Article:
By Barry Dalton
Nick Larson, who has been hired as the Community R-VI superintendent beginning in July, keeps a basketball signed by legendary coach Norm Stewart in his principal’s office at Montgomery County R-II High School.
“I was coaching, and we played in the Norm Stewart Classic,” Larson said. “So Coach Stewart gave a speech to all of the coaches and players, and then he stood around and shook hands, and took pictures, and signed autographs. He’s an amazing man.”
Larson is proud of his experience as a college basketball player at William Jewell, as a high school coach in Sturgeon and as athletic director in Centralia, but he says he doesn’t want to be pigeonholed as a “sports guy” just because he’s enjoyed some success in athletics.
“I think that sometimes whenever you become a superintendent with a sports background, I think some people want to paint you as a sports guy, but I just want to be a kids’ guy, and do what’s best for kids.”
Larson, who has a master’s and a specialist’s degree in education, is currently working to finish his doctorate in educational leadership at William Woods. He says he’s known since he was in college that he wanted to be a superintendent someday.
“I didn’t know that I was going to apply for a job so soon,” Larson admitted. “When Cheryl Mack decided to retire, it seemed like a great opportunity in an amazing school district.”
Before becoming principal at Montgomery County, Larson also spent time as a teacher, a school transportation director and an assistant principal, so he’s well prepared for his job at Community, but he says he’s also had some great mentors.
“I’ve been fortunate to work with some really amazing superintendents. Whether it was Darin Ford, Jana Holcer, Shawn Schultz, Mike Gray or currently Tracy Bottoms, I’ve worked for some great superintendents. I think they really helped prepare me to be a superintendent.”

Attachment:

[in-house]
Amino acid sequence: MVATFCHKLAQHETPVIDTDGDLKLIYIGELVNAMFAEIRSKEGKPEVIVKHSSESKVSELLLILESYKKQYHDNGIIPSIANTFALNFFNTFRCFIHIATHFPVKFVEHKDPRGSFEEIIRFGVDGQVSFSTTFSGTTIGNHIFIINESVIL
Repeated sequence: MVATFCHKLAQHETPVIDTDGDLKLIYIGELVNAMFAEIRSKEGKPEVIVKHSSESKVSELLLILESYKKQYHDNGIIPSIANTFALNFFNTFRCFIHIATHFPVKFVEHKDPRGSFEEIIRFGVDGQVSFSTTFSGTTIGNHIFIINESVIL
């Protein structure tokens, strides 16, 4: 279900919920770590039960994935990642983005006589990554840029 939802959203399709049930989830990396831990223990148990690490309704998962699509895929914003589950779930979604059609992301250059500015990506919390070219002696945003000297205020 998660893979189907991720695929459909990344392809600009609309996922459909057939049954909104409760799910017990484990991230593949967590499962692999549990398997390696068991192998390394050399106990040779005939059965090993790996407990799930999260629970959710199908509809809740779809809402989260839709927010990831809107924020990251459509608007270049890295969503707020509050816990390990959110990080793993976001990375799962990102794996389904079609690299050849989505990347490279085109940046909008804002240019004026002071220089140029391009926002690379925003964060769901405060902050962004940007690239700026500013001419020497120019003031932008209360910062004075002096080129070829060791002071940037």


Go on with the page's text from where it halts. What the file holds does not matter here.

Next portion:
Larson says that being student-focused means he will work for “every student, every day.”
“We should focus our efforts on doing what is best for kids and providing them as many opportunities, both in the classroom and with extracurricular activities, as possible,” he said. “As a superintendent, it is my job to open as many doors as possible for our students.”
He’ll wait before thinking about any major changes at Community, though.
“They’re obviously doing a lot of things really well, so I don’t think I need to go in there and change everything right away,” he said. “I’ll see what they’re doing well and see where there are areas for improvement and address those as needed.”
The most important thing, he added, is earning the trust of the community, so he plans to have an open-door policy. Transparency and honesty are important, he said, and that he’s staying visible and making sure that he’s keeping stakeholders informed.
“I’m really excited to get up there and be a part of the Trojan family,” Larson said. “And I appreciate Mrs. Mack and how gracious she’s been in sharing her knowledge and all of the information about what’s coming. Obviously, I’d love to thank the school board again for giving me this opportunity, and I just look forward to getting to work.”